Of course, the Basel Convention may not be the only treaty implicated by this situation. I wonder, for example, whether the chemicals dumped in Abidjan are also covered under the terms of the PIC Convention (also known as the Rotterdam Convention on the Prior Informed Consent Procedure for Certain Hazardous Chemicals and Pesticides in International Trade). Again, all the concerned states are parties. This treaty seeks to set up a detailed pre-screening mechanism so that developing states are informed as to which chemicals other states, including more developed nations, regard as hazardous and what steps they’ve taken to deal with trade in such chemicals. The idea is to ensure that developing states can make more informed decisions about what chemicals to allow within their borders and to put some of the burden on exporting states to make sure their companies operate transparently in moving chemical shipments transnationally.

I’d expect that over the next few months, therefore, lawyers involved in both of these treaties will be working to figure out how those treaties apply to the Abidjan crisis (Basel Convention investigations already appear under way). More importantly perhaps, I’d hope that there is a good hard look at whether and why these treaties’ informed consent procedures failed in this case with such devastating results. Is this a case where the treaties are at fault for failing to address this conduct, or is it a case where the treaties do address the situation, but company and/or government officials failed (wittingly or unwittingly) to comply?


One Response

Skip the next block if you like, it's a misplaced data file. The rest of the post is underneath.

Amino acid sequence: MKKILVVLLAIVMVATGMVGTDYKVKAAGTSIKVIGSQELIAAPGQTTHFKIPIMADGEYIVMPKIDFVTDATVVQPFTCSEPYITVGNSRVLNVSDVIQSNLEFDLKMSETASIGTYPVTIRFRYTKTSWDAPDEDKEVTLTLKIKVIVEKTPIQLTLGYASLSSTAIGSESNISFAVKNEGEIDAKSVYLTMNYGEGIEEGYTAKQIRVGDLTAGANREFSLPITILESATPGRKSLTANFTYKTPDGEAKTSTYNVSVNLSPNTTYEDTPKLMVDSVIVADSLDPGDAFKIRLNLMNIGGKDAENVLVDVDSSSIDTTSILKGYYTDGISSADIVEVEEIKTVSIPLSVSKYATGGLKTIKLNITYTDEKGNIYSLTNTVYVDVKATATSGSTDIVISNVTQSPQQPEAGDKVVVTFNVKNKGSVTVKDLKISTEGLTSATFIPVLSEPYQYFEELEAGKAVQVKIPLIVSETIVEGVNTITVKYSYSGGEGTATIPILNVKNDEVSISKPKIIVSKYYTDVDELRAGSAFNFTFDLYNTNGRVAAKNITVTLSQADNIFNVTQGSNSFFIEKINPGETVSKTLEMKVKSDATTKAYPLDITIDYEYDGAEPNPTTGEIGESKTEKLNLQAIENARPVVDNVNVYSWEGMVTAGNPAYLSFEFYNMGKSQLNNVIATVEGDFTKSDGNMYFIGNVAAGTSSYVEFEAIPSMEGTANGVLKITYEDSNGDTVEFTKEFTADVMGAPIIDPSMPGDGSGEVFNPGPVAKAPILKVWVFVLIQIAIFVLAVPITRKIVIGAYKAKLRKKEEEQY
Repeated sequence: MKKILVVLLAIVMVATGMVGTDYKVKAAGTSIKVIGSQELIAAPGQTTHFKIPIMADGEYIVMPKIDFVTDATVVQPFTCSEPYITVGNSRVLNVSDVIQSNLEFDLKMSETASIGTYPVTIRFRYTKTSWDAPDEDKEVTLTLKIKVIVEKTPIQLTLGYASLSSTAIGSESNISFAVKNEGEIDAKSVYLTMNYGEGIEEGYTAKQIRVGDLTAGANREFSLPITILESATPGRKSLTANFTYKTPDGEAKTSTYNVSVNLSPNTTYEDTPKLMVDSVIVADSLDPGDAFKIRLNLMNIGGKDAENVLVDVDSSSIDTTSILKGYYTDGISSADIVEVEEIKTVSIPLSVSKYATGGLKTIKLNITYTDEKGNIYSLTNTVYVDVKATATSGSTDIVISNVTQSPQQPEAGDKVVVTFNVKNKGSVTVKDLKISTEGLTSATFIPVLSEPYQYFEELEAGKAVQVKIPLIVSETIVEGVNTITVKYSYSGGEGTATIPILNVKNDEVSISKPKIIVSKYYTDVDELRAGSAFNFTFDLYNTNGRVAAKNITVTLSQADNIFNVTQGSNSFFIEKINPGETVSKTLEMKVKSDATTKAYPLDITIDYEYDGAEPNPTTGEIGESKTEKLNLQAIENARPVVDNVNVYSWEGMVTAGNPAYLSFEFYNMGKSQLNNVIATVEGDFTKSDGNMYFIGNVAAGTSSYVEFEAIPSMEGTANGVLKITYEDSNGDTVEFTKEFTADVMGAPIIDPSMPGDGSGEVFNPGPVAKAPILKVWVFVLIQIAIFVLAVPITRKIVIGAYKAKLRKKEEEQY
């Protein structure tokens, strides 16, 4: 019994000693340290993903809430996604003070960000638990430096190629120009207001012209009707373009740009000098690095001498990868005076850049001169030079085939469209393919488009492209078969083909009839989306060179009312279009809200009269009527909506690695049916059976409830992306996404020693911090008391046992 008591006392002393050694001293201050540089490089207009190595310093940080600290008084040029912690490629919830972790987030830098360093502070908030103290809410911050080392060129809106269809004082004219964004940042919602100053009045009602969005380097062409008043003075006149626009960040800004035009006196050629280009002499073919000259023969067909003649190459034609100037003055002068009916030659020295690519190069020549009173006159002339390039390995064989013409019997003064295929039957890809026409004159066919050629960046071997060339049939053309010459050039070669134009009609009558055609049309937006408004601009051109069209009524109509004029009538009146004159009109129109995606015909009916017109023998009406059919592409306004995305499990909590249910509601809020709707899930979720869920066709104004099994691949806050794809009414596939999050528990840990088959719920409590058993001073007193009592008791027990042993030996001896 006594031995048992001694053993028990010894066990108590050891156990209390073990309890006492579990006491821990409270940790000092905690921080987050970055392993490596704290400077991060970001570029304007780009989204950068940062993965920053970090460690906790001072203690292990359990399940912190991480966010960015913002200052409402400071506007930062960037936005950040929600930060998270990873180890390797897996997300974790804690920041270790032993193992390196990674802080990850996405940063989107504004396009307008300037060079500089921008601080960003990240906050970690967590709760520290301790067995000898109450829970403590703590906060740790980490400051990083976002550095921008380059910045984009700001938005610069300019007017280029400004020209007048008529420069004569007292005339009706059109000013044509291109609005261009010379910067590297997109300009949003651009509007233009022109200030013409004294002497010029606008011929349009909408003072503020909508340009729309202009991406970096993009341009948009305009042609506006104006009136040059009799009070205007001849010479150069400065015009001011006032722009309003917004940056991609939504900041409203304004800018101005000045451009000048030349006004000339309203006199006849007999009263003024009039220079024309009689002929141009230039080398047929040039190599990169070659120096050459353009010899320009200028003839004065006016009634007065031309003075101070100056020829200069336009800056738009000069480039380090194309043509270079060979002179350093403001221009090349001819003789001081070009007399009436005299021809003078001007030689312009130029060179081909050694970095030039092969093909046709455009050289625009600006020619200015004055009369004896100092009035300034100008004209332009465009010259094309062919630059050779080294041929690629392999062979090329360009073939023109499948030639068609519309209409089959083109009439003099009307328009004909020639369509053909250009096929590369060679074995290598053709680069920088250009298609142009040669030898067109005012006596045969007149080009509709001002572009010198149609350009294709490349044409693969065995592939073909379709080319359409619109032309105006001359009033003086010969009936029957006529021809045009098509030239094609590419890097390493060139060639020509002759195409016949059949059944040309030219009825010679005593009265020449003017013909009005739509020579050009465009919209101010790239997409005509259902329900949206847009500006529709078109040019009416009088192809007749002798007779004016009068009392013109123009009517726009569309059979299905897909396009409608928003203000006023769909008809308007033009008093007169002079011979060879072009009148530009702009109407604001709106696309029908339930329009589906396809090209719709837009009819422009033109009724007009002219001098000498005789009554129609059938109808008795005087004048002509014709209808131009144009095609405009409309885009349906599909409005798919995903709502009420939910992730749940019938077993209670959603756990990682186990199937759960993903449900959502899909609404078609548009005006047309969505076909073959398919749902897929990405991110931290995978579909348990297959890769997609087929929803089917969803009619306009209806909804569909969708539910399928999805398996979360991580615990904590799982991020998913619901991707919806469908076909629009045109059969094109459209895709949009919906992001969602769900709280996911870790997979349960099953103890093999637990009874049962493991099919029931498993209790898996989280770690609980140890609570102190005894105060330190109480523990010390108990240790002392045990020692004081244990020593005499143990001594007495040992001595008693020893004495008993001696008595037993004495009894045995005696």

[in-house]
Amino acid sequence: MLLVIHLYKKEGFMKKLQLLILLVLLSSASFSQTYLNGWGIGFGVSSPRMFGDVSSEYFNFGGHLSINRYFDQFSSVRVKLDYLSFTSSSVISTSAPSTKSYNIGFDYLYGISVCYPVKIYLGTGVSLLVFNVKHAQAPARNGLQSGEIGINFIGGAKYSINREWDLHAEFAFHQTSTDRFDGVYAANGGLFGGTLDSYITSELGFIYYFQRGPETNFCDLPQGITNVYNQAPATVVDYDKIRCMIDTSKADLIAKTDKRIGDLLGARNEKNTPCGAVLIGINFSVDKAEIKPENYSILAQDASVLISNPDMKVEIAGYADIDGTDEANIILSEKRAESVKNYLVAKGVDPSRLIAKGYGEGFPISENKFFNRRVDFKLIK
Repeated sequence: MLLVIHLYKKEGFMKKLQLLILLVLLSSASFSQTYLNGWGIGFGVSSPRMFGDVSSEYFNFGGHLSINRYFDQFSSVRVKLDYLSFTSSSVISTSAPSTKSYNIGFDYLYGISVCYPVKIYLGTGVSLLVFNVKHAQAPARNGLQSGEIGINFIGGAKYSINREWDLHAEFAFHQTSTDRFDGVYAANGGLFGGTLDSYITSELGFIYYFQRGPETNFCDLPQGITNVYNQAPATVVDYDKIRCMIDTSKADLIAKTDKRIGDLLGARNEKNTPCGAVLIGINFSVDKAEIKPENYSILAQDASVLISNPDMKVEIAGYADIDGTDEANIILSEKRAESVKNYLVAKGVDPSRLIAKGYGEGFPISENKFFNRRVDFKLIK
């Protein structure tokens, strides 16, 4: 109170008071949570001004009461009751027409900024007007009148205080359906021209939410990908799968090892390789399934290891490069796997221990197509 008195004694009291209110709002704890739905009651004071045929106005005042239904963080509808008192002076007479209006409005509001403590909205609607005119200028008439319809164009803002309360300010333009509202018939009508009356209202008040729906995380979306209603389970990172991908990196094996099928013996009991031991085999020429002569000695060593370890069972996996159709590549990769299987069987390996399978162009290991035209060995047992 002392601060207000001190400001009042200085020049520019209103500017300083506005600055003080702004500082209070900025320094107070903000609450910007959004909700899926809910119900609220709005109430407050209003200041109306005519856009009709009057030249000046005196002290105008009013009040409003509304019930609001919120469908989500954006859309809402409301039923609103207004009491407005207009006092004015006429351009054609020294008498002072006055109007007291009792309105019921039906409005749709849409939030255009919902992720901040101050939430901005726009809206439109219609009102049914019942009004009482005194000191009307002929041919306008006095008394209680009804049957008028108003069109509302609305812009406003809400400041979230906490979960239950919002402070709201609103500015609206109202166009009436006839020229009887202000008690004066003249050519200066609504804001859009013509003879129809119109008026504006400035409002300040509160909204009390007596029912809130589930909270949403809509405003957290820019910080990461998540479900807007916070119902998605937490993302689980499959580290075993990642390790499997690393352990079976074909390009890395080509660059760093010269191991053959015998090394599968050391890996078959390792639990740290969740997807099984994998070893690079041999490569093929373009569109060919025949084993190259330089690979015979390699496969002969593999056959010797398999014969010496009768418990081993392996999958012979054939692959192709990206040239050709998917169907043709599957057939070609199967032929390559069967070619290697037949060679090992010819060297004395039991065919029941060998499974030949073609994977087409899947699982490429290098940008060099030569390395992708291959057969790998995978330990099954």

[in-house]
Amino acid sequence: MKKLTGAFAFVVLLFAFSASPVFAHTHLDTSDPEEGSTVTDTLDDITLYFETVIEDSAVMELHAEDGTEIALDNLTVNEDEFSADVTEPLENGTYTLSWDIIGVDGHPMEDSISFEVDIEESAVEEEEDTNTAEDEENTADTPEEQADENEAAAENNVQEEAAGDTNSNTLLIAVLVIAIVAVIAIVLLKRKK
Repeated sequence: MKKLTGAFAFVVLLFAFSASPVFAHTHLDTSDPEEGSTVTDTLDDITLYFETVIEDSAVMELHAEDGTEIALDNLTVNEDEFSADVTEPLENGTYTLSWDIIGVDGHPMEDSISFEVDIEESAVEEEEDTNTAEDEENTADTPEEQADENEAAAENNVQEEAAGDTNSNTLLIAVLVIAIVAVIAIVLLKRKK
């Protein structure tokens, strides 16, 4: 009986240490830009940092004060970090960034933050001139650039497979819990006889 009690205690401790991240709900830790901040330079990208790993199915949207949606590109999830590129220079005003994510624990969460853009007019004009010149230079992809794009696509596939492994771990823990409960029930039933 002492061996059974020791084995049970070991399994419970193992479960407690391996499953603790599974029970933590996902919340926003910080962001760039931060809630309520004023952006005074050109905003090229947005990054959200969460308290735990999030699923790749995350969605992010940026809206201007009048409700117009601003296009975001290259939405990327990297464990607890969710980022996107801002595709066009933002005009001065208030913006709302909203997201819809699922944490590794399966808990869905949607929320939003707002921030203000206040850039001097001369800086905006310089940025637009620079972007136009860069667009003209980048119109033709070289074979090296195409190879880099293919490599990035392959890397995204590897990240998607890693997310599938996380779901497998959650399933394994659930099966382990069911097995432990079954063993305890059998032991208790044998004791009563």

1. Perhaps those responsible for this dumping were influenced by the economic logic of Larry Summers’ infamous memorandum of December 1991, written while he was chief economist at the World Bank. Summers suggested the World Bank should be encouraging more migration of dirty industries to LDCs, the actual economic reasoning, after Hausman and McPherson,* being as follows:

    1. The economic costs of the consequences of increased pollution in LDCs are much less than the economic benefits of the consequences of lessened pollution in developed countries. (premise)

    2. Rational and well-informed people in developed countries would be willing to pay more to lessen pollution than rational and well-informed people in LDCs would demand in return for accepting more pollution. (from 1)

    3. For some intermediate compensation C, all rational and well-informed individuals would be willing to transfer pollution form a developed economy to a LDC. (from 2)

    4. If all well-informed and rational individuals are willing to make an exchange, then carrying it out makes all of them better off. It increases everyone’s welfare. (premise)

    5. Shifting pollution to LDCs from developed countries and paying C makes everyone better off. (from 3 and 4)

    6. It is a good thing to make people better off. (premise)

    7. It is a good thing to shift pollution to LDCs and to pay compensation C. (from 5 and 6)

    Of course paying compensation (not to mention a prior exchange) has not occurred (yet?) in this case.

    We can be grateful that we have the above conventions to rely on rather than the perverse economic logic of the neo-classical school’s ‘rational fool.’

    * Economic Analysis and Moral Philosophy (1996), p. 13 Hausman and McPherson analyze this argument in some detail.

    I am a bit curious as to why or how one would see this as a failure of the treaties themselves rather then a failure of compliance….